Vietnam is an incredibly vibrant country; the people are among the nicest and most welcoming you could meet anywhere. We had been planning our trip since 2019, but COVID happened, and our trip was delayed to 2023. The experience was well worth the long wait! We covered remote, mountainous terrain, and much of the driving was slow and windy. But so much to see!
Our trip focused solely on Northern Vietnam, with its stunning topography of terraced rice fields and limestone formations called karsts in the Dong Van Plateau. We photographed several different tribes: the Flower Hmong, Black Hmong, Red Dao, and Táy in their homes, in the terraced rice fields, and in the markets.
We started our trip in the Old French Quarter. You learn quickly that crossing the street isn’t a matter of looking left or right—you must always look in all directions! Everyone seems to understand how to drive together while they ignore traffic signals or which side of the road to drive on.
Here, we began to experience the rural lifestyle that so many in Northern Vietnam share; regardless of their tribe, the living conditions seem to be much the same. Even though they do without the modern conveniences, they are all so happy. We were welcomed into their home to capture their daily lives. Here, in Tu Le, we used natural light. These are all snapshots captured with my phone.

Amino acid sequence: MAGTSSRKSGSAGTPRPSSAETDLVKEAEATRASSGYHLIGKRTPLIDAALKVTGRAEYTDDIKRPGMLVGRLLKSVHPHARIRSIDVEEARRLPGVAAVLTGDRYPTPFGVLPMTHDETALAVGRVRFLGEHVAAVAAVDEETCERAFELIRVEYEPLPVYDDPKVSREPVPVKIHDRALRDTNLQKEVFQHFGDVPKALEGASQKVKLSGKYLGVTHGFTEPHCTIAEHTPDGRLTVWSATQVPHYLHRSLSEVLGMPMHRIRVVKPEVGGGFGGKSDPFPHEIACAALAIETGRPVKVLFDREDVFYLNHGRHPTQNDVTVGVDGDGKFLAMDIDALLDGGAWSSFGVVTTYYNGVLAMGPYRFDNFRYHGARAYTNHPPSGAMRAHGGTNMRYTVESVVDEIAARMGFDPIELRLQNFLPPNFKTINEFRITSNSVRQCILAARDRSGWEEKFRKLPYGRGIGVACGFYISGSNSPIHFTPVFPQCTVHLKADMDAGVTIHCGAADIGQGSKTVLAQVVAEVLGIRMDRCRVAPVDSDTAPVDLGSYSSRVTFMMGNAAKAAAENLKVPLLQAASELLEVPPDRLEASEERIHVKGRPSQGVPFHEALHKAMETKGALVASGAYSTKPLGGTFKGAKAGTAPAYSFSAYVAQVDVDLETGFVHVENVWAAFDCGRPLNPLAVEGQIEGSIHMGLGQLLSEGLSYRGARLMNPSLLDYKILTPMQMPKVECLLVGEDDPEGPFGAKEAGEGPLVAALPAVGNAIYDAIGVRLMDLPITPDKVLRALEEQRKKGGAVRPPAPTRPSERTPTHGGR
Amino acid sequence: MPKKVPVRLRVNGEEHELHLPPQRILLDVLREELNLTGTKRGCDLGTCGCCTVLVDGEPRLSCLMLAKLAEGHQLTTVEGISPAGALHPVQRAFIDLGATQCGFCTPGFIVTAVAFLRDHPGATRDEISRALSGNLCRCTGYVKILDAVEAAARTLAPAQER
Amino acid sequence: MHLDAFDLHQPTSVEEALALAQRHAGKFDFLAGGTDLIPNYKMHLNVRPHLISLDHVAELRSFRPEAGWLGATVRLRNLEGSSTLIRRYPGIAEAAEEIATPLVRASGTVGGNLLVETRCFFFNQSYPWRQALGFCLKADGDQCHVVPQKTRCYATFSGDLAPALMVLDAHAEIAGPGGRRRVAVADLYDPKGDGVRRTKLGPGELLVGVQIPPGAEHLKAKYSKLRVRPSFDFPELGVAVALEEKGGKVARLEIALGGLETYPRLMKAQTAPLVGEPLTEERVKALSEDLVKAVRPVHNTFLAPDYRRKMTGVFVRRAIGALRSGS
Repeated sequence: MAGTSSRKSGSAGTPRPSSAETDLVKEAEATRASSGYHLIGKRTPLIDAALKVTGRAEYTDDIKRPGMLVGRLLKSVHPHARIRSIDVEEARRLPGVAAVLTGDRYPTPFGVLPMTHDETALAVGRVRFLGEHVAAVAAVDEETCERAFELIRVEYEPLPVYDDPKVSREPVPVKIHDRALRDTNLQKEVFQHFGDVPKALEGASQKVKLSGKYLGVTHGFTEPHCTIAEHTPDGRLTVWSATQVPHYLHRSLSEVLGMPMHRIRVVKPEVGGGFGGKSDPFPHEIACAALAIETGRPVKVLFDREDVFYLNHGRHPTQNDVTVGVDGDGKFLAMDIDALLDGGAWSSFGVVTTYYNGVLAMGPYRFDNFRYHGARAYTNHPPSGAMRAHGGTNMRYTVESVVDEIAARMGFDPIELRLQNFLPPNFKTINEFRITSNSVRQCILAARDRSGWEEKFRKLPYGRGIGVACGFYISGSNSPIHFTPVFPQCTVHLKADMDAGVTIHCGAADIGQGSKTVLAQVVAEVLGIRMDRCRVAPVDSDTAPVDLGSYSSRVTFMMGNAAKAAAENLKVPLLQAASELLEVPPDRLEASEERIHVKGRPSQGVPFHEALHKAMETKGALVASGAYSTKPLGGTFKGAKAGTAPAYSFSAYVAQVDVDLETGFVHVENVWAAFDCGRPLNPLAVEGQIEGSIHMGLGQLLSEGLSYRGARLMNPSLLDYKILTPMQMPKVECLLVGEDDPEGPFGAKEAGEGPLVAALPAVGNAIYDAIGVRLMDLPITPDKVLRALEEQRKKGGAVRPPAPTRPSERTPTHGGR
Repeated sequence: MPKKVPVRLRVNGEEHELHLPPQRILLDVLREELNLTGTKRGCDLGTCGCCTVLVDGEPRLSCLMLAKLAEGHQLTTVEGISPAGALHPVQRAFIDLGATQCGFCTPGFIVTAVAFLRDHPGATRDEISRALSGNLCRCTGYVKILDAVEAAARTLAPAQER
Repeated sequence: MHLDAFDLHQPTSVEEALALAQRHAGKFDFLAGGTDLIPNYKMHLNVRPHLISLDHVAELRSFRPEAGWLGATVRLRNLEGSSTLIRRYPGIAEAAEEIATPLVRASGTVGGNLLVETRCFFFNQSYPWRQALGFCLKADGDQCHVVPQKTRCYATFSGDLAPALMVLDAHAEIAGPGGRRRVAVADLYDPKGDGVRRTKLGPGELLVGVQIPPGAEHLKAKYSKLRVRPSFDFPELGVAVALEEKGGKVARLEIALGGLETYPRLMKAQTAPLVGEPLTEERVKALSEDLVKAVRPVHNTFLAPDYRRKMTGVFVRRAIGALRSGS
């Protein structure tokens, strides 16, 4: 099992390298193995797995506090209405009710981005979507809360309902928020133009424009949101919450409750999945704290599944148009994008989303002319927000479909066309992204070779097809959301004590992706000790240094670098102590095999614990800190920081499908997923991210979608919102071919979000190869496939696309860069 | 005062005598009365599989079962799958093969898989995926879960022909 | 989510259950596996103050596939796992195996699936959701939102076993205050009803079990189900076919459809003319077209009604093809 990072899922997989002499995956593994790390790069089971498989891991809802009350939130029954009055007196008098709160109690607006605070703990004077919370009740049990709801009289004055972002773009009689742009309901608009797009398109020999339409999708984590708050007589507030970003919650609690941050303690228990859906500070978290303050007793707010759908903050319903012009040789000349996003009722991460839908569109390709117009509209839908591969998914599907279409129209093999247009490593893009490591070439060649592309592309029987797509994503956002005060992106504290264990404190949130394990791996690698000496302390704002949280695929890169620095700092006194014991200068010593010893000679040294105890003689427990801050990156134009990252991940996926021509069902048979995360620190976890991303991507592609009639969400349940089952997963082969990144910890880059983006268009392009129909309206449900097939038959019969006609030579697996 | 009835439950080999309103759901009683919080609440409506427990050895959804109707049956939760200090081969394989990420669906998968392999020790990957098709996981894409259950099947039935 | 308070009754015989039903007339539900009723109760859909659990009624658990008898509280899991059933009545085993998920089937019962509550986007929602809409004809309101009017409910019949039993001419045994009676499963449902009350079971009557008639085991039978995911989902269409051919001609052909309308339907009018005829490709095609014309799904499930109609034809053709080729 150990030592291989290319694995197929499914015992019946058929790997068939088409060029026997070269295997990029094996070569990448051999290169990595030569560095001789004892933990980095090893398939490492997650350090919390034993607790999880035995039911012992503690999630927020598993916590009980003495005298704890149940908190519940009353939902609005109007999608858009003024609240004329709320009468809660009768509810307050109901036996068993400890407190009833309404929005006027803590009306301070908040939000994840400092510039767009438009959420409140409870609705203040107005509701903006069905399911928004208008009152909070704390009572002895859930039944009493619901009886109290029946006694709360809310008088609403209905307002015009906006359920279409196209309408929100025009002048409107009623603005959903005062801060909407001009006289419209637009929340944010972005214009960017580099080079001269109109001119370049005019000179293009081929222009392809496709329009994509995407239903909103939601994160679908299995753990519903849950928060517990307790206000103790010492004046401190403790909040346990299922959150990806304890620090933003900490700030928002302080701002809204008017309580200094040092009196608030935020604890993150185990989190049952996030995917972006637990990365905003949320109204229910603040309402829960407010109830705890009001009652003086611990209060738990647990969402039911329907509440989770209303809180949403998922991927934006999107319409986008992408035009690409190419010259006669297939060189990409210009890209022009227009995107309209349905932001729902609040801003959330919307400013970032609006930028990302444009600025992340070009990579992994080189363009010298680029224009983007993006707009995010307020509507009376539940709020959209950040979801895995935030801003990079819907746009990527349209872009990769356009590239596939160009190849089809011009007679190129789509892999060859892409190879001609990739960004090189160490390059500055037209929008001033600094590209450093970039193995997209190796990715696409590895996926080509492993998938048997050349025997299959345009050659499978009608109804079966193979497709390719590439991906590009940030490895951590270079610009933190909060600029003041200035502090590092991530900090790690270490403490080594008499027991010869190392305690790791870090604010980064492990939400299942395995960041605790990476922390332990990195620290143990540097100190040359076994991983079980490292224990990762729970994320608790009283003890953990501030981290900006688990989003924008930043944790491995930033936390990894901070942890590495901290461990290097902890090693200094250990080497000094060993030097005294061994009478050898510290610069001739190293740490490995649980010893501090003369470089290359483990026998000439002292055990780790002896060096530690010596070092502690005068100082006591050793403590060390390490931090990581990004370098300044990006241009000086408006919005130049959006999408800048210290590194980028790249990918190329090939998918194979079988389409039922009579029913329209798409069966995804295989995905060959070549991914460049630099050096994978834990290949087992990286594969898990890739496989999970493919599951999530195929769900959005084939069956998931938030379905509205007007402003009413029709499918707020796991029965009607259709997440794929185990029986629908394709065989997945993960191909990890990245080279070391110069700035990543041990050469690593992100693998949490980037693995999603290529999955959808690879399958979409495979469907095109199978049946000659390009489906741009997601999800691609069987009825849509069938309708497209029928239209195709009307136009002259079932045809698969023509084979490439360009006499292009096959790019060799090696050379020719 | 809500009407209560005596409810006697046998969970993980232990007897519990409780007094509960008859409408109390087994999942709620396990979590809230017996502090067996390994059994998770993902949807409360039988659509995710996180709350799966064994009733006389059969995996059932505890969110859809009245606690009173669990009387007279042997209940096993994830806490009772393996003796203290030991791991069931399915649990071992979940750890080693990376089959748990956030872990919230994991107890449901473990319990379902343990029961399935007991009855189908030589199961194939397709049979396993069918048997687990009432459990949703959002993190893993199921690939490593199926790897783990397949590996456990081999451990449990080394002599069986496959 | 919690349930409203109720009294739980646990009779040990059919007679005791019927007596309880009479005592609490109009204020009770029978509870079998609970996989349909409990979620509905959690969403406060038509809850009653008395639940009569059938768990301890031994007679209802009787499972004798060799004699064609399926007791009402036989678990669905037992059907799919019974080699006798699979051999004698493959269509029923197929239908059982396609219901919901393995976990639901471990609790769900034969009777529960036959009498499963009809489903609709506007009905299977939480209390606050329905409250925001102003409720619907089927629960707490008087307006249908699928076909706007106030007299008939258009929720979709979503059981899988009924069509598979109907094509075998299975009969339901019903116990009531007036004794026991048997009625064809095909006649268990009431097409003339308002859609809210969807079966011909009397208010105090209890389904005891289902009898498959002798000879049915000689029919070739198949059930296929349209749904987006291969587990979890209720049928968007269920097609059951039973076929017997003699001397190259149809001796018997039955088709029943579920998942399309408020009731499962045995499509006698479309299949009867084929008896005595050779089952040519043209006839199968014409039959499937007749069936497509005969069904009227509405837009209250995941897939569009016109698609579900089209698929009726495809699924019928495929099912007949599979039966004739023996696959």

Mu Can Chai
The scenery in Mu Can Chai is simply stunning. So many beautiful terraced rice paddies! The local Flower Hmong ladies were very happy to pose for us and had a great time making each other laugh all the while! At the end of our time together, they gave each of us a decorative cloth bracelet for luck and shook our hands with much kindness.
The harvest is a fascinating time. The bright green of the rice starts to melt into yellow, and the farmers harvest the crop all by hand. It was so stunning, and there were no tractors, just communal manpower.
Sa Pa was unlike any other town or city we visited in Northern Vietnam. It is very busy with tourism and has a bit more polish than the dirty bustle of Hanoi or the quaint and seemingly less affluent towns.
Home to a beautiful and vibrant market, Bac Ha was a street photographer’s paradise. We got plenty of shopping in, too! Food, fabric, clothing, knives, and more!
The Dong Van plateau is a UNESCO Global Geopark. The stunning mountains are part of a limestone karst formation. It’s really beautiful, and much like the Yellow Mountains in China.
…and back to Hanoi
Our final stop was at the incense factory near Hanoi. It was fascinating to watch them work.
An amazing creative and cultural immersion with both like-minded colleagues and seasoned pros who helped stretch my thinking and improve my work.Jeff Stern, Vietnam ’23
Like what you see? Join us for our Northern Vietnam workshop in 2024!